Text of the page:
Rare peregrine falcons raise four chicks in Nottingham
A pair of peregrine falcons have successfully hatched four eggs on a Nottingham city centre roof.
The birds of prey have been using Nottingham Trent University's Newton Building to roost for the past ten years.
They have raised 12 chicks over the past four years.
This year, for the first time, a live webcam has been installed on the building so the public can witness the event.
There have been more than 100,000 views of the university's webcam since February.
End Quote Gaynor Jones Jenkins Notts Wildlife Trust
We want to highlight just how rich urban areas can be for wildlife”
The first two chicks hatched during the royal wedding and were named Will and Kate. The second two hatched a couple of days later.
"One is still significantly smaller and often has to fight for attention during mealtimes, but we are keeping our fingers crossed that he or she will continue to grow stronger," Nottinghamshire Wildlife Trust's Erin McDaid said.
"The mother is very experienced and seems to be doing a great job in ensuring that all four get some food."
The chicks are expected to stay in the nestbox for another four weeks.
There are estimated to be only 1,402 breeding pairs of peregrine falcons in the UK, according to the RSPB.
The birds are a protected species by European and national law.
The university has worked closely with the Nottinghamshire Wildlife Trust since it became apparent that the rare birds were using the building to roost.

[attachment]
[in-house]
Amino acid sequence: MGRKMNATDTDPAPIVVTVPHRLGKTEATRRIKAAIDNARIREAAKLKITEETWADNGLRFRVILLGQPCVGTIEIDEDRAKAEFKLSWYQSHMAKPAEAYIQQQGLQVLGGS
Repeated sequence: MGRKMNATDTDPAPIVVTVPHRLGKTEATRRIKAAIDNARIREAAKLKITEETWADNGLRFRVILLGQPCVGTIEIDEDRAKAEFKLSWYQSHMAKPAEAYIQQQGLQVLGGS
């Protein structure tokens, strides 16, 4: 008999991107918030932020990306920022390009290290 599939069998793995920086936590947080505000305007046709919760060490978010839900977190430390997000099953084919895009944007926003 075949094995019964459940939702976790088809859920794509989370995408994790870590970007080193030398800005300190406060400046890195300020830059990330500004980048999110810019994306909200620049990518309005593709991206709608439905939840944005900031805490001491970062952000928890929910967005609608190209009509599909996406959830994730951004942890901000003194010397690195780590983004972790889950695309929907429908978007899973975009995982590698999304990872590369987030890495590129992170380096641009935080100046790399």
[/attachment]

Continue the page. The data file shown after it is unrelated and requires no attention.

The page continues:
Until now the site had been kept secret because it was not secure.
Nottinghamshire Wildlife Trust's Conservation Officer Gaynor Jones Jenkins believes it was important.
- Peregrines feed on small birds, most of which are captured in flight
- The young will be in the nest for about six weeks and by the time they leave will weigh over ten times heavier than when they hatched
- Peregrine falcons are the fastest animals on earth, reaching over 200 mph while swooping on prey
- There are estimated to be only 1,402 breeding pairs in the UK, according to the RSPB
"With so few pairs in the county, and the very real threat of the eggs being stolen or the nest being disturbed, we have had to err on the side of caution," said Mrs Jenkins.
The Newton building has now been redeveloped and, with advice from Nottinghamshire Wildlife Trust, made secure.
Ms Jenkins said: "We want to highlight just how rich urban areas can be for wildlife and to show that you don't have to head off to the countryside to see exciting creatures - they are here on our doorstep."
You can watch the live stream of the webcam on the Nottingham Trent University website.